Mind-body therapy and other complementary approaches to cancer treatment are becoming mainstream.
And with good reason. The benefits are hard to ignore.
In a recent study of women with breast cancer at University of Texas M.D. Anderson Cancer Center, patients who practiced yoga reported better physical function, reduced fatigue and a significant drop in cortisol levels that usually are associated with stress. They also were more likely to perceive positive life changes from their cancer experience.
“(Mind-body therapy) has a huge role. I've seen incredible results in managing overall immune function and quality of life as they are going through treatment. If a patient is feeling more hopeful or empowered in their care, their outcome is going to be better,” said Katherine Anderson, a doctor of naturopathic medicine and national director of Naturopathic Medicine at Cancer Treatments Centers of America. She is a Fellow of the American Board of Naturopathic Oncology.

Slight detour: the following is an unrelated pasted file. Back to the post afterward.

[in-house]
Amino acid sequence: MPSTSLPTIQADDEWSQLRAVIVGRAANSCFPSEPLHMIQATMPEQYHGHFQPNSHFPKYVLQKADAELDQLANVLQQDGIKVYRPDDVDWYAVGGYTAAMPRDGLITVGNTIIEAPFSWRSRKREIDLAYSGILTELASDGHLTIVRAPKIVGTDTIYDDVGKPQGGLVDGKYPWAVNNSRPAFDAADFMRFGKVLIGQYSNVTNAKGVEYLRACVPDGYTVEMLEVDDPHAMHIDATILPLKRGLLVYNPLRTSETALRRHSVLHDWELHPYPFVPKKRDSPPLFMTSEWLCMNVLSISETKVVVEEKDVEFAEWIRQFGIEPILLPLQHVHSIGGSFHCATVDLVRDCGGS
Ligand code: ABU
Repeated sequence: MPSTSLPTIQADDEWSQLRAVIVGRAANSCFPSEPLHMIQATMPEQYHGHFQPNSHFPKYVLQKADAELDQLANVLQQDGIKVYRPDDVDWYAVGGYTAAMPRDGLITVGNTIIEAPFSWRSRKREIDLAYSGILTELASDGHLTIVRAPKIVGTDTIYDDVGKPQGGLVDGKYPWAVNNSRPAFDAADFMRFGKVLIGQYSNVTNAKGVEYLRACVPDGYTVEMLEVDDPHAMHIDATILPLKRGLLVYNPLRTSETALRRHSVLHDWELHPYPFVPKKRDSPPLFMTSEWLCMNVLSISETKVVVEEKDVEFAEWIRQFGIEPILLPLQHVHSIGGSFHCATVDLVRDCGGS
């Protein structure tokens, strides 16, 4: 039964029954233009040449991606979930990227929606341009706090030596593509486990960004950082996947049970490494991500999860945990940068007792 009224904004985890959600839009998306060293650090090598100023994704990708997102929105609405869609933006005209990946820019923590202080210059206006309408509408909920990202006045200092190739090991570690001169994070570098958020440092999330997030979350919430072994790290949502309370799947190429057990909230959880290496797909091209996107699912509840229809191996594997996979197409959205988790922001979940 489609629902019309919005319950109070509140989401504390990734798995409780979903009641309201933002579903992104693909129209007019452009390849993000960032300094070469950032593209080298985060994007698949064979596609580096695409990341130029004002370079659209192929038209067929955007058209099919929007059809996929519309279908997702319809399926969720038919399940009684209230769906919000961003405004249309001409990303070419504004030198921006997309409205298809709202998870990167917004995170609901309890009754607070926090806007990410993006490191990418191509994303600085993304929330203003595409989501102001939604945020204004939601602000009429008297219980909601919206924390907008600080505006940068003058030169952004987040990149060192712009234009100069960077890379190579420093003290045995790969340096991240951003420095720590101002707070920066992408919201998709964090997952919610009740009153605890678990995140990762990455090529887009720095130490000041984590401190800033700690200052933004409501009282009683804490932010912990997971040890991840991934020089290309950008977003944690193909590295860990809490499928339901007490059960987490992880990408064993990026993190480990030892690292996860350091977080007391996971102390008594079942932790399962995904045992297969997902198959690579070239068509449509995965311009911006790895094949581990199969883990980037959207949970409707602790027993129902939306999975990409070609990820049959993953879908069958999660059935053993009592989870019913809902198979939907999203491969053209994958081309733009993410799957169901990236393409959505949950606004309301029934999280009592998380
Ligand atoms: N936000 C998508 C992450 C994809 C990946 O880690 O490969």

“Research ties optimism and resilience to doing a lot better through cancer treatment. Patients do better with strong support, elements of spirituality, exercise or practices that align the understanding of the body. The more awareness you have of your physical body, the better your treatment will go,” she said.
A.J. Thomas, chaplain at Integris Cancer Institute and Southwest Medical Center in Oklahoma City, agrees.
“I think, one, they're calmer, not as anxious. In tune with themselves. Grounded,” he said.
“They're more in tune with what their body is doing and more in tune with how they're feeling.”
Mind-body therapies have been used in cancer patients to reduce pain, anxiety, insomnia, nausea and hot flashes and to improve mood. Such therapies include relaxation techniques, biofeedback, meditation, hypnosis, yoga, art and music therapy, tai chi and qigong, according to the National Institutes of Health.